The boos rained hot and heavy on Sunday afternoon as the Yankees fell, yet again, back to .500 on the season, to a disheartening 37-37 record. Just 7 games away from the 81 game mark (halfway through the season) and the Yankees are continuing to do what they’ve done since the start: run in place.
Having never been one for booing at a sports event. I prefer cold indifference demonstrated by determined silence and a disappointed head shake. That may be no better than booing and, let’s be honest, athletes don’t care one way or the other. Surely they hear them but they don’t care. Hearing a stadium shake with boos directed at the home team, however, just doesn’t feel right.
Which is not to say I don’t understand the sentiment. Watching a team like the Minnesota Twins, who have the worst pitching staff in the American League (the 2nd worst in MLB), come in and shut out the Yankees for 5.2 IP and ultimately give up just 2 hits all game, is a painful thing.
The Yankees had a prime opportunity in the middle of June to get fat on weaker teams. To say they squandered it would be a gross understatement. In the 14 games since they swept the Angels, the point in time when everything seemed glorious with the Bronx Bombers, the Yankees went 7-7. They could not have been more average if they tried, and it took them winning 3 of the last 4 to get there.
Now, with the Texas Rangers in town for a four game set to close out the month, things are going to get a lot harder. Yes, the Rangers have suffered injuries but their offense has stayed hot in June. They have the third most hits and are tied for the 3rd most HRs this month, have gone 18-6 and hold a commanding 10.0 game lead in the A.L. West.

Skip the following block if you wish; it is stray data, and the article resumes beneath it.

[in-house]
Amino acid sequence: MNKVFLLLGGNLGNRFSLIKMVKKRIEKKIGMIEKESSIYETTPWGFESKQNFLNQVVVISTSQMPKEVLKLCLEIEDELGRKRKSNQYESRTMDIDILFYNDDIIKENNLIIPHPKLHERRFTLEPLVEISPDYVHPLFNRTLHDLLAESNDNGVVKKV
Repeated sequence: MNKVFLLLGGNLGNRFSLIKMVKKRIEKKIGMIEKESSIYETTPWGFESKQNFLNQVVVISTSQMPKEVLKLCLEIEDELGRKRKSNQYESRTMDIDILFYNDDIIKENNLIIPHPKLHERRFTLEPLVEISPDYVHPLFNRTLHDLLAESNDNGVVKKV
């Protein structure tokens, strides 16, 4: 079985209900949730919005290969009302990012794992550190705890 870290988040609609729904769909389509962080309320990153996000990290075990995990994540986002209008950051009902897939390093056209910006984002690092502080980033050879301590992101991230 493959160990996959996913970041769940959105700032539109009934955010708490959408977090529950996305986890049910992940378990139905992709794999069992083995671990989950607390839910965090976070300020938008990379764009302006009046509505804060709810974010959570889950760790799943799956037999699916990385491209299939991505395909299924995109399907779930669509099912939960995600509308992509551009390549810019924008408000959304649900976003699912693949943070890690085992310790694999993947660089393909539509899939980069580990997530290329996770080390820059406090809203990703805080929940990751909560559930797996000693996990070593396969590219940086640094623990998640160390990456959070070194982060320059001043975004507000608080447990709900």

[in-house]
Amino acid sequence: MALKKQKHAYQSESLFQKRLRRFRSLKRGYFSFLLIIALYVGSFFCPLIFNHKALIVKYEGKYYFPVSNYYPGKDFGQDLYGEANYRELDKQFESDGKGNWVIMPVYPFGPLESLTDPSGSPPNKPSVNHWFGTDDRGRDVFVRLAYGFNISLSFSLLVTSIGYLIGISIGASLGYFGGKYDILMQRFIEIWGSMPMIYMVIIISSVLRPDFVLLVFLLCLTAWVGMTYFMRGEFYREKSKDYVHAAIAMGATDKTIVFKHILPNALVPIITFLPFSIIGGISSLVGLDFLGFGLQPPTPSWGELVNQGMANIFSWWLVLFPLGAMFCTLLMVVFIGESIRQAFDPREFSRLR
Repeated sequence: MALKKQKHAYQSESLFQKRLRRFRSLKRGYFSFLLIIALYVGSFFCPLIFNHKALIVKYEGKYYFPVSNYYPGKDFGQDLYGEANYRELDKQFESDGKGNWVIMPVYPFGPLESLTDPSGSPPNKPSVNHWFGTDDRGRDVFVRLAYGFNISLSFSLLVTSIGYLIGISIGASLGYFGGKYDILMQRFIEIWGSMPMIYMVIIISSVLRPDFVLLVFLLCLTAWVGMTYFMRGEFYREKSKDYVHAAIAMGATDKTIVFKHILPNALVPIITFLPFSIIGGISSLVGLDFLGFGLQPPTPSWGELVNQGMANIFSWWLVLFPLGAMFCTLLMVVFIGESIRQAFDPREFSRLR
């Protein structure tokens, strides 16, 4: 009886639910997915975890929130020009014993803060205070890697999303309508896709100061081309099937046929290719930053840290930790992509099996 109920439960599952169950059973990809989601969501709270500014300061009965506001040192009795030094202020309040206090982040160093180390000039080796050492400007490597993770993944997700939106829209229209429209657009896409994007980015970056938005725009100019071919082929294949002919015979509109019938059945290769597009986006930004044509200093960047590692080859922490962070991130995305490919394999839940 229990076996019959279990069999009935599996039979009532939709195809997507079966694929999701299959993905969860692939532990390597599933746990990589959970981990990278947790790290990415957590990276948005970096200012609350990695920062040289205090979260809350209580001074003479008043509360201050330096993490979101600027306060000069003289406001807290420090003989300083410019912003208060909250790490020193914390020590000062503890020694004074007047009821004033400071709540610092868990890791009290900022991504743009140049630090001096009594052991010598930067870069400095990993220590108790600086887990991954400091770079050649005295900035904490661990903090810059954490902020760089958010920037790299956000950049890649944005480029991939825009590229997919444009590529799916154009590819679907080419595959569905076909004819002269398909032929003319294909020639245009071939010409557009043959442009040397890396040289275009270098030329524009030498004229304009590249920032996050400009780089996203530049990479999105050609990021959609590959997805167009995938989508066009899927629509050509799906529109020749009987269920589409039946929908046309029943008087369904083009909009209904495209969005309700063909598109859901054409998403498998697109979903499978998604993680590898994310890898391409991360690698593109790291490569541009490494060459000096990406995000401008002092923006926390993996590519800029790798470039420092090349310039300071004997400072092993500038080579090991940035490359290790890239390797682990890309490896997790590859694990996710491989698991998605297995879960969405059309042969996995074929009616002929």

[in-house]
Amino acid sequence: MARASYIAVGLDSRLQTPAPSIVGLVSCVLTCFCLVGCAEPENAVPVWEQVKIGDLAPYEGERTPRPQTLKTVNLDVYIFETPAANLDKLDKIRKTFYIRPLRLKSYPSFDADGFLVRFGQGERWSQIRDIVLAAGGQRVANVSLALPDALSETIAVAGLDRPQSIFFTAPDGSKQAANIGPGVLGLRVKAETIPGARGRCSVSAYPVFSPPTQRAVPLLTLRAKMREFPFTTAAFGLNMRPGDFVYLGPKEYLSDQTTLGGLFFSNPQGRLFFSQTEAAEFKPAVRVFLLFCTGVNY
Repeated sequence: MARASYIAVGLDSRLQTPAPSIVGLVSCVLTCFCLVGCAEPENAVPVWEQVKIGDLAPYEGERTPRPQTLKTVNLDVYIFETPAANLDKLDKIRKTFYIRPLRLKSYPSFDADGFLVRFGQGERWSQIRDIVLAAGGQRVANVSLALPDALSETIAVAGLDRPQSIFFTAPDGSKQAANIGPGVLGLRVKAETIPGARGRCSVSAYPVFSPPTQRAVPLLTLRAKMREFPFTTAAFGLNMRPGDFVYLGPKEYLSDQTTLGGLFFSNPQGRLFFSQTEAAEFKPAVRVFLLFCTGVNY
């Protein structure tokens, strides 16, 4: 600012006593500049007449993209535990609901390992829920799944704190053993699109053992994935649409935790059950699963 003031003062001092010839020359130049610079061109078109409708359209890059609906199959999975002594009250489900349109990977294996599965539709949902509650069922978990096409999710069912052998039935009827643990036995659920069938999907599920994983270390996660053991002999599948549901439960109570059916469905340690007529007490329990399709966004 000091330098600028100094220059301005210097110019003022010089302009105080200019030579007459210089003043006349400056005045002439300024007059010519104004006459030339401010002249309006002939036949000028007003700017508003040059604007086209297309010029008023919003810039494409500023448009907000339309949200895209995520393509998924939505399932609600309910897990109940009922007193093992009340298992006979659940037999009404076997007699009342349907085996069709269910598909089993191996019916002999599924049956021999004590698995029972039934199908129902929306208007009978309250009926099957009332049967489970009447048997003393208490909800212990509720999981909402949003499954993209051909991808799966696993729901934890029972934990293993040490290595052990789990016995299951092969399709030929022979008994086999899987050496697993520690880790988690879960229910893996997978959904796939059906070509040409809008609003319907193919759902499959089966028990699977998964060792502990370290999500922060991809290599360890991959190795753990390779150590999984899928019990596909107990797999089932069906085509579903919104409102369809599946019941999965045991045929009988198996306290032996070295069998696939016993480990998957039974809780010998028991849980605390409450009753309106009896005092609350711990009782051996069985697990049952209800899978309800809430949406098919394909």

These are the types of opponents the Yankees should have been resting up for, should have been getting healthy for, and figuring out the best rotation and lineup for as they tried to build themselves up over .500. Now they stand a real chance of digging themselves into yet another hole. This time there will be no theoretical soft landing spot available for them. Yes, they play the Padres before the All-Star Break, but they also play the class of the A.L. Central.
So, yes, there’s quite a bit of frustration beyond the boos of Yankees fans. The players will say they feel the same way but it’s not the same for a fan. A fan's pain is particular. And, Yankees fans, it might just get more acute before the month is over.